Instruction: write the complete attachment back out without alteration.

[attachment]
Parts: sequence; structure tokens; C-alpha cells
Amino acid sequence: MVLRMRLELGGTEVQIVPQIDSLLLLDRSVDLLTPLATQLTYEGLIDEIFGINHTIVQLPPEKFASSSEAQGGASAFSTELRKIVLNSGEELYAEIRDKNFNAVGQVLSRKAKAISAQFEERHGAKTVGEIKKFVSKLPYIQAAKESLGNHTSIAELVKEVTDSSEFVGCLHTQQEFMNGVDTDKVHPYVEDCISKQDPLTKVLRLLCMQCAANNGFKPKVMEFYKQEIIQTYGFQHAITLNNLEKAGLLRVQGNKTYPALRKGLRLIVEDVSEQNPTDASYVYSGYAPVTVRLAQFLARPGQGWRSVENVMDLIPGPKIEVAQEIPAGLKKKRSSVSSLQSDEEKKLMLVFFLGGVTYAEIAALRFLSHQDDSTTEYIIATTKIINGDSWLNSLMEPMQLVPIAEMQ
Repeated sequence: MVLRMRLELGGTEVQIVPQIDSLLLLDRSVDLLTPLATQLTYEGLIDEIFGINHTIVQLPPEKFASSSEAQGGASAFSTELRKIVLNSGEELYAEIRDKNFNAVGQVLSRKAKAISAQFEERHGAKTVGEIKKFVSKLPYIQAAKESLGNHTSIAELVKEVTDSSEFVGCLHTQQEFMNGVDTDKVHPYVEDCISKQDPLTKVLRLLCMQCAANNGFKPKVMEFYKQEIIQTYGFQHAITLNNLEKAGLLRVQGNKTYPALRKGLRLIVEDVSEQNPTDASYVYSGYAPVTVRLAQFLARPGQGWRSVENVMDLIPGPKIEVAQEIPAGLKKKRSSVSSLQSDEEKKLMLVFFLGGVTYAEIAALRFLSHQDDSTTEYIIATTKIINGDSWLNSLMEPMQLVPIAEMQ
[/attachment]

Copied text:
Parts: sequence; structure tokens; C-alpha cells
Amino acid sequence: MVLRMRLELGGTEVQIVPQIDSLLLLDRSVDLLTPLATQLTYEGLIDEIFGINHTIVQLPPEKFASSSEAQGGASAFSTELRKIVLNSGEELYAEIRDKNFNAVGQVLSRKAKAISAQFEERHGAKTVGEIKKFVSKLPYIQAAKESLGNHTSIAELVKEVTDSSEFVGCLHTQQEFMNGVDTDKVHPYVEDCISKQDPLTKVLRLLCMQCAANNGFKPKVMEFYKQEIIQTYGFQHAITLNNLEKAGLLRVQGNKTYPALRKGLRLIVEDVSEQNPTDASYVYSGYAPVTVRLAQFLARPGQGWRSVENVMDLIPGPKIEVAQEIPAGLKKKRSSVSSLQSDEEKKLMLVFFLGGVTYAEIAALRFLSHQDDSTTEYIIATTKIINGDSWLNSLMEPMQLVPIAEMQ
Repeated sequence: MVLRMRLELGGTEVQIVPQIDSLLLLDRSVDLLTPLATQLTYEGLIDEIFGINHTIVQLPPEKFASSSEAQGGASAFSTELRKIVLNSGEELYAEIRDKNFNAVGQVLSRKAKAISAQFEERHGAKTVGEIKKFVSKLPYIQAAKESLGNHTSIAELVKEVTDSSEFVGCLHTQQEFMNGVDTDKVHPYVEDCISKQDPLTKVLRLLCMQCAANNGFKPKVMEFYKQEIIQTYGFQHAITLNNLEKAGLLRVQGNKTYPALRKGLRLIVEDVSEQNPTDASYVYSGYAPVTVRLAQFLARPGQGWRSVENVMDLIPGPKIEVAQEIPAGLKKKRSSVSSLQSDEEKKLMLVFFLGGVTYAEIAALRFLSHQDDSTTEYIIATTKIINGDSWLNSLMEPMQLVPIAEMQ